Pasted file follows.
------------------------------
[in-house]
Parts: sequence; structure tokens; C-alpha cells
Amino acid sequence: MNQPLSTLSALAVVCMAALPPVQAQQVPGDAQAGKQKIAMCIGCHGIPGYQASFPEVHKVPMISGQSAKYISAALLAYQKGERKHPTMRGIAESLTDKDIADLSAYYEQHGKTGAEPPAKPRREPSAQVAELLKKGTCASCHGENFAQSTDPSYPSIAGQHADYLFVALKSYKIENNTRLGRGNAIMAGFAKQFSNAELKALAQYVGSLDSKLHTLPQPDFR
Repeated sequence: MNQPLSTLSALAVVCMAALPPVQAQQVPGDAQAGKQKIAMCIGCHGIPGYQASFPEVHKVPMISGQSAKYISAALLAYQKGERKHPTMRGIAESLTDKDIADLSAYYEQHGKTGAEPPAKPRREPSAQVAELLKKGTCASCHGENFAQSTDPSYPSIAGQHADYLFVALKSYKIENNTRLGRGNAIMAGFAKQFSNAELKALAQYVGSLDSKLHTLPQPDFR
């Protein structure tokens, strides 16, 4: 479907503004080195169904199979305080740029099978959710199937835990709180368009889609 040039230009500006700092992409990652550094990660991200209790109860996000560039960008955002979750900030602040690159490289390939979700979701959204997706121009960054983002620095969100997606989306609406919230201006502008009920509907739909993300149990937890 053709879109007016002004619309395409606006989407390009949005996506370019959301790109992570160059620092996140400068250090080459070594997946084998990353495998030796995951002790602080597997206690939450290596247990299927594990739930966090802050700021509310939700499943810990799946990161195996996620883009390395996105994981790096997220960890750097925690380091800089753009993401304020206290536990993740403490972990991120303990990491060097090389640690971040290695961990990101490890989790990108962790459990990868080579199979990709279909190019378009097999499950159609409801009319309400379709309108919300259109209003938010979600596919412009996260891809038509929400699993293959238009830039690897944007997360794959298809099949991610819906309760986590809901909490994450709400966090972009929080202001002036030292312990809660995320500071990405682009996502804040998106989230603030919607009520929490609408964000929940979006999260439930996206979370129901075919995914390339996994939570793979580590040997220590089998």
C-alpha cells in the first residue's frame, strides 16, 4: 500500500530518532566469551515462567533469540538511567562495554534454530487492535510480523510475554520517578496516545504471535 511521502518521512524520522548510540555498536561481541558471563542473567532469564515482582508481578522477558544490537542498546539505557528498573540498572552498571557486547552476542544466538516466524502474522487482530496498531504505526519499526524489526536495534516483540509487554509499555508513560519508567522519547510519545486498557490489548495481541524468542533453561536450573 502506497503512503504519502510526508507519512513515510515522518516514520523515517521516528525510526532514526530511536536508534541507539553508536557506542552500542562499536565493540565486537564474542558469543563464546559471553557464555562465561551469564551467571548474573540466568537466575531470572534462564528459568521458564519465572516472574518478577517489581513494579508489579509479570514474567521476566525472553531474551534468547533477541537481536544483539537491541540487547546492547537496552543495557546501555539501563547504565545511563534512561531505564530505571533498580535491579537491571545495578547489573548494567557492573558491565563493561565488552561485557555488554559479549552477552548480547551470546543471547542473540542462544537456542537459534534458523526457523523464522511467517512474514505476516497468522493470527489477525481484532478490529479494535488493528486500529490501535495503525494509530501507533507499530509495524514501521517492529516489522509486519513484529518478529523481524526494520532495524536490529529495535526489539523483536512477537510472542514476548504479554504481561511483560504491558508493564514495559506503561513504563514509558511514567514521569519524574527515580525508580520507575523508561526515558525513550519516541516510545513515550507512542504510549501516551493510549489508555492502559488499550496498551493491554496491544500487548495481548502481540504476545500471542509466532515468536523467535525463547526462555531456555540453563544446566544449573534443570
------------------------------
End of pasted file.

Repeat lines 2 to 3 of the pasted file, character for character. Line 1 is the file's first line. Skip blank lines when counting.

Parts: sequence; structure tokens; C-alpha cells
Amino acid sequence: MNQPLSTLSALAVVCMAALPPVQAQQVPGDAQAGKQKIAMCIGCHGIPGYQASFPEVHKVPMISGQSAKYISAALLAYQKGERKHPTMRGIAESLTDKDIADLSAYYEQHGKTGAEPPAKPRREPSAQVAELLKKGTCASCHGENFAQSTDPSYPSIAGQHADYLFVALKSYKIENNTRLGRGNAIMAGFAKQFSNAELKALAQYVGSLDSKLHTLPQPDFR